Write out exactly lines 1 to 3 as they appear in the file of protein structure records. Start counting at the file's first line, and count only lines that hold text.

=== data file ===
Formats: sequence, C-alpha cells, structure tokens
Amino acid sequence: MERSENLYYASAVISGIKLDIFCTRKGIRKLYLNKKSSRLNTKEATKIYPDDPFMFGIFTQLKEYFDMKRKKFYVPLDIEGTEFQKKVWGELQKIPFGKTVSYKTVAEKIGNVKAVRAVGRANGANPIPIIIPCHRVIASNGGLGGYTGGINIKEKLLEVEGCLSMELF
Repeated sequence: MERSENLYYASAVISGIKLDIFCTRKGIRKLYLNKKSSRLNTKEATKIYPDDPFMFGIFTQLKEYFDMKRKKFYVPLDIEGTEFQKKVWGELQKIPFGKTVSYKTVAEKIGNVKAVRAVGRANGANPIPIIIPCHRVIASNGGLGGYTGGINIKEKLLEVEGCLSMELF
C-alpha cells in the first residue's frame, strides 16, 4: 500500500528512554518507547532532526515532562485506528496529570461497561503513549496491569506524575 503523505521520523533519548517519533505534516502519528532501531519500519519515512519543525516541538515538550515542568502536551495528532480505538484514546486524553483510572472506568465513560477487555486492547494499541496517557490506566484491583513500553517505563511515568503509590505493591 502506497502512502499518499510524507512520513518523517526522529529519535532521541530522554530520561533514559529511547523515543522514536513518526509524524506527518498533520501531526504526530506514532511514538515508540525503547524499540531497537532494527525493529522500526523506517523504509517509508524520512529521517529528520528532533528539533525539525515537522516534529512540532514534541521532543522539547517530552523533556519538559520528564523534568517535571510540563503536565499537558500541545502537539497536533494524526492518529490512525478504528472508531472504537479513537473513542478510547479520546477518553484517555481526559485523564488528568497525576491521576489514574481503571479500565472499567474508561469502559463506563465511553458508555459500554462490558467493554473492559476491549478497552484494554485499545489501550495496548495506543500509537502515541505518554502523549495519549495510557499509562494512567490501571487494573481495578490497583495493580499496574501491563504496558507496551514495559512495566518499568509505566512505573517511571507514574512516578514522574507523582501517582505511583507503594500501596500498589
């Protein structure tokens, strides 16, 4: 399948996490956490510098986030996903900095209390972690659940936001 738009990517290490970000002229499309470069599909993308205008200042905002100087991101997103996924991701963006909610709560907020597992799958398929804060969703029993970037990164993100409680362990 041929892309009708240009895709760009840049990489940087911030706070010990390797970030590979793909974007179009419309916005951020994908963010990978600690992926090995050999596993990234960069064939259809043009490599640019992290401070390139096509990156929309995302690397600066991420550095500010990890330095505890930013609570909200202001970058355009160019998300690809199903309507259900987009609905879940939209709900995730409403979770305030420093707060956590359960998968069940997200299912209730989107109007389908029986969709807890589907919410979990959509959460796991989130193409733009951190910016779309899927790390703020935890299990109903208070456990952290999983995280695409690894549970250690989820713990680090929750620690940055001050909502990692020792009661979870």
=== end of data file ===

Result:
Formats: sequence, C-alpha cells, structure tokens
Amino acid sequence: MERSENLYYASAVISGIKLDIFCTRKGIRKLYLNKKSSRLNTKEATKIYPDDPFMFGIFTQLKEYFDMKRKKFYVPLDIEGTEFQKKVWGELQKIPFGKTVSYKTVAEKIGNVKAVRAVGRANGANPIPIIIPCHRVIASNGGLGGYTGGINIKEKLLEVEGCLSMELF
Repeated sequence: MERSENLYYASAVISGIKLDIFCTRKGIRKLYLNKKSSRLNTKEATKIYPDDPFMFGIFTQLKEYFDMKRKKFYVPLDIEGTEFQKKVWGELQKIPFGKTVSYKTVAEKIGNVKAVRAVGRANGANPIPIIIPCHRVIASNGGLGGYTGGINIKEKLLEVEGCLSMELF